• Carvedilol, when added to standard therapy, including ACE inhibitor, reduces clinical progression in patients who are only mildly symptomatic with well compensated heart failure. (36)
  • Carvedilol reduces the risk of death and need for hospitalization for cardiovascular causes in patients with heart failure who are receiving treatment with diuretics, digoxin, and angiotensin-converting enzyme inhibitors. (37)
  • Carvedilol reduces the risk of atrial and ventricular arrhythmias in patients with left ventricular systolic dysfunction after MI receiving an ACE inhibitor. (38)
  • Carvedilol has a greater portal hypotensive effect than propanolol in patients with cirrhosis. Its clinical applicability is limited by its systemic hypotensive effects. (39)
  • Combined treatment with enalapril and carvedilol prevent left ventricular systolic dysfunction in patients with malignant hemopathies treated with intensive chemotherapy. (40)
  • Carvedilol does not significantly improve clinical heart failure outcomes in children and adolescents with symptomatic systolic heart failure. (41)
  • Though carvedilol reduces thge portal pressure, it is not superior to endoscopic variceal ligation (EVL) in preventing variceal bleed in payients with viral cirrhosis. (42)
  • Carvedilol is effective drug for the treatment of cardiac arrhythmias in patients with heart failure. This is due to its ability to inhibit store-overload-induced calcium release (SOICR) through RyR2 channel. (43)

 

 

 



 

 

Comparative properties of β blockers

 

 

β blockers

Potency (on β1)

Partial agonistic action

Membrane stabilizing action

Lipid solubility

Daily dose (mg)

Oral bioavailability

(%)

First pass metabolism

Major route of elimination

Plasma t1/2 (hours)

Nonselective:

  1. propranolol

 

 

1

 

 

-

 

 

++

 

 

+++

 

 

40-480

 

 

~30

 

 

Yes

 

 

Hep.

 

 

3-5

Cardioselective:

  1. Metoprolol
  2. Atenolol

 

 

 

 

1

 

 

 

1

 

 

-

 

 

 

-

 

 

±

 

 

 

-

 

 

++

 

 

 

-

 

 

100-400

 

 

25-100

 

 

40-50

 

 

 

50-60

 

 

Yes

 

 

 

No

 

 

Hep.

 

 

 

Ren.

 

 

3-6

 

 

 

6-9

α + β blocker

  • Labetalol

 

 

1/3

 

 

+

 

 

+

 

 

±

 

 

300-600

 

 

~30

 

 

Yes

 

 

Hep.

 

 

4-6

 

        Hep.- Hepatic metabolism; Ren.- Renal excretion

 

 

 

 

 

 

 

 

 

 

 



 

 

Vasodilators: Oral

  • Drugs that dilate blood vessels by acting directly on smooth muscle cells through non autonomic mechanisms.
  • They act by four major mechanisms:
  • Release of NO (Nitroprusside, Hydralazine)
  • Opening of potassium channels which leads to hyperpolarization (Minoxidil, Diazoxide)
  • Blockade of calcium channels  (Verapamil, Diltiazem, Nifedipine)and
  • Activation of D1 dopamine receptors (Fenoldopam)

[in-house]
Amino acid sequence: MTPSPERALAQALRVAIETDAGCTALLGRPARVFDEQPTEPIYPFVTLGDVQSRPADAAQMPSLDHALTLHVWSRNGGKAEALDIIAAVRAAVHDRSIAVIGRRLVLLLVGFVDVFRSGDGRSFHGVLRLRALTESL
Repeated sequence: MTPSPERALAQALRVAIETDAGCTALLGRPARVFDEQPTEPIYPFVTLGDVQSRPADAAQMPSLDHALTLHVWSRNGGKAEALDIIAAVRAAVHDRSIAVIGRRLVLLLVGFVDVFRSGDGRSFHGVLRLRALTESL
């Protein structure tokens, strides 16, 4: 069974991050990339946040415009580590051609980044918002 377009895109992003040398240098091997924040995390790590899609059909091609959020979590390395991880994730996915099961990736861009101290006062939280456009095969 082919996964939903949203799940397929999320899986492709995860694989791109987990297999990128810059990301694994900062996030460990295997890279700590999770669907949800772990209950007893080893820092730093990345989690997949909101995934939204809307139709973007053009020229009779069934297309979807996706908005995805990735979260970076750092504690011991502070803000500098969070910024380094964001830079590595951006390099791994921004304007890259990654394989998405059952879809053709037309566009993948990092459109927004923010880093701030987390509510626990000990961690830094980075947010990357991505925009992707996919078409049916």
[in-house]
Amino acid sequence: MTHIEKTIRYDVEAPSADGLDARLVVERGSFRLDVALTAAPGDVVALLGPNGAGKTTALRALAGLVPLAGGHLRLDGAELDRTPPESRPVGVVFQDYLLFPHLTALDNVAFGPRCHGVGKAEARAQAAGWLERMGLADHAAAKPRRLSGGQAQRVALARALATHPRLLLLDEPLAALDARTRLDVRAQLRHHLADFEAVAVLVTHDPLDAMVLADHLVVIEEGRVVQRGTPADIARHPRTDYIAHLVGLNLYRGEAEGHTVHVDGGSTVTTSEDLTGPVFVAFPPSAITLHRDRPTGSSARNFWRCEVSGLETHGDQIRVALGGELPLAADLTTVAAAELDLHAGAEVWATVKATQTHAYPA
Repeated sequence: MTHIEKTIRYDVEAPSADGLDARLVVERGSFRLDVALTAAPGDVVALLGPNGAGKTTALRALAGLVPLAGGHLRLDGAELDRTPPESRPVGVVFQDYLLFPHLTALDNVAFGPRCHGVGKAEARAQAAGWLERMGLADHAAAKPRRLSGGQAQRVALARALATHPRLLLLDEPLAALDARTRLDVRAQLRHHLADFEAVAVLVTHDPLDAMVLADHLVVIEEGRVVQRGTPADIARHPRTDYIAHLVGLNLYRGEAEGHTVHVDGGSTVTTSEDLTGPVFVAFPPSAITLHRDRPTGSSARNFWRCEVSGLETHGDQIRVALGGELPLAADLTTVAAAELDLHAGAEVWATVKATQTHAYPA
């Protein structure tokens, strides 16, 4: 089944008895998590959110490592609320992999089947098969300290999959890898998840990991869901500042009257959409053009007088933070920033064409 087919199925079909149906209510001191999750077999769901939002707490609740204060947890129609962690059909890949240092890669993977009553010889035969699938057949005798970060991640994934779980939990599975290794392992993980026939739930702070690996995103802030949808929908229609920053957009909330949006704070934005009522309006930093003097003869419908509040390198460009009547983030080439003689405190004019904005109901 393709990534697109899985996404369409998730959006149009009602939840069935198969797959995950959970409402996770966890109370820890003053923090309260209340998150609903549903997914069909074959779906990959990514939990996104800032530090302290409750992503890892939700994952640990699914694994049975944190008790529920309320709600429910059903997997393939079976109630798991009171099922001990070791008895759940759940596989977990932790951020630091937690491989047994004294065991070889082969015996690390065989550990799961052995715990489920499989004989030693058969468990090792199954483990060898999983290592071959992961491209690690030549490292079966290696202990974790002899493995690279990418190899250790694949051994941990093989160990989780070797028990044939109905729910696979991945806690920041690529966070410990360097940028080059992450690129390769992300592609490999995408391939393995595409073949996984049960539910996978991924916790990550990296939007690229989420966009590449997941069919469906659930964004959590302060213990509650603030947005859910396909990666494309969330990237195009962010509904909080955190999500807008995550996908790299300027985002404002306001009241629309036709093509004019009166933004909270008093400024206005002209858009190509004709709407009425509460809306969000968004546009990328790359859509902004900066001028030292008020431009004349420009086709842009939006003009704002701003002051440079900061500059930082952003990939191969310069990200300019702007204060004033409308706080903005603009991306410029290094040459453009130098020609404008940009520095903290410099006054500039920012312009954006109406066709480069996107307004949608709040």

Calcium channel blockers

 

  • First line antihypertensive drugs because of their high efficacy and excellent tolerability.
  • All 3 subgroups of CCBs, viz. dihydropyridines (DHP, e.g. amlodipine), phenylalkylamine (verapamil) and benzothiazepine (diltiazem) are equally efficacious antihypertensives.
  • They lower BP by decreasing peripheral resistance without compromising c.o.
  • Despite vasodilatation, fluid retention is insignificant.
  • The onset of antihypertensive action is quick.
  • With the availability of long acting preparations, most agents can be administered once a day.
  • Their action is independent of patient’s renin status, and they may improve arterial compliance.
  • Do not compromise haemodynamics: no impairment of physical work capacity.
  • No sedation or other CNS effects: cerebral perfusion is maintained.
  • Not contraindicated in asthma, angina (especially variant) and PVD patients::may benefit these conditions.
  • Do not impair renal perfusion.
  • Do not affect male sexual function.
  • No deleterious effect on plasma lipid profile, uric acid level and electrolyte balance
  • Shown to have no/minimal effect on quality of life.
  • No adverse foetal effects: can be used during pregnancy (but can weaken uterine contractions during labour).
  • They are preferred in the elderly hypertensive.
  • The long acting DHPs are next to ACE inhibitors in reducing albuminuria and slowing disease progression in hypertensive/diabetic nephropathy.
  • They are most useful antihypertensives in cyclosporine induced hypertension in renal transplant recipients.
  • Use of rapid acting oral nifedipine for urgent BP lowering in hypertensive emergencies is out moded.
  • Others factors to concern in using CCBs as antihypertensives are:-
  • The negative inotropic/dromotropic action of verapamil/diltiazem may worsen CHF and cardiac conduction defects.
  • By their smooth muscle relaxant action they may worsen the gastroesophageal reflux.
  • CCBs (especially DHP) may accentuate bladder voiding difficulty in elderly males.
  • Ankle edema in some patients is due to increased hydrostatic pressure across capillaries of dependent parts as a result of reflex constriction of post capillary vessels in these vascular beds.

 

 

 

 

 



 

 

Hydralazine/Dihydralazine

 

  • It is directly acting arteriolar vasodilator with little action on venous capacitance vessels.
  • Reduces t.p.r. and causes greater decrease in diastolic than in systolic BP.
  • Reflex compensatory mechanisms are evoked which causes tachycardia increase in c.o. and renin release → increased aldosterone → Na+ and water retention.
  • Tachycardia is due to direct augmentation of NA release and myocardial contractility as well.
  • Hyperdynamic circulatory state is induced-angina may be precipitated due to increased cardiac work as well as steal phenomenon.
  • Tolerance to the hypotensive action develops unless diuretics or β blockers or both are given together to block the compensatory mechanisms.
  • Isosorbide dinitrate and hydralazine combination therapy is more beneficial than individual drug in patients with heart failure. (44)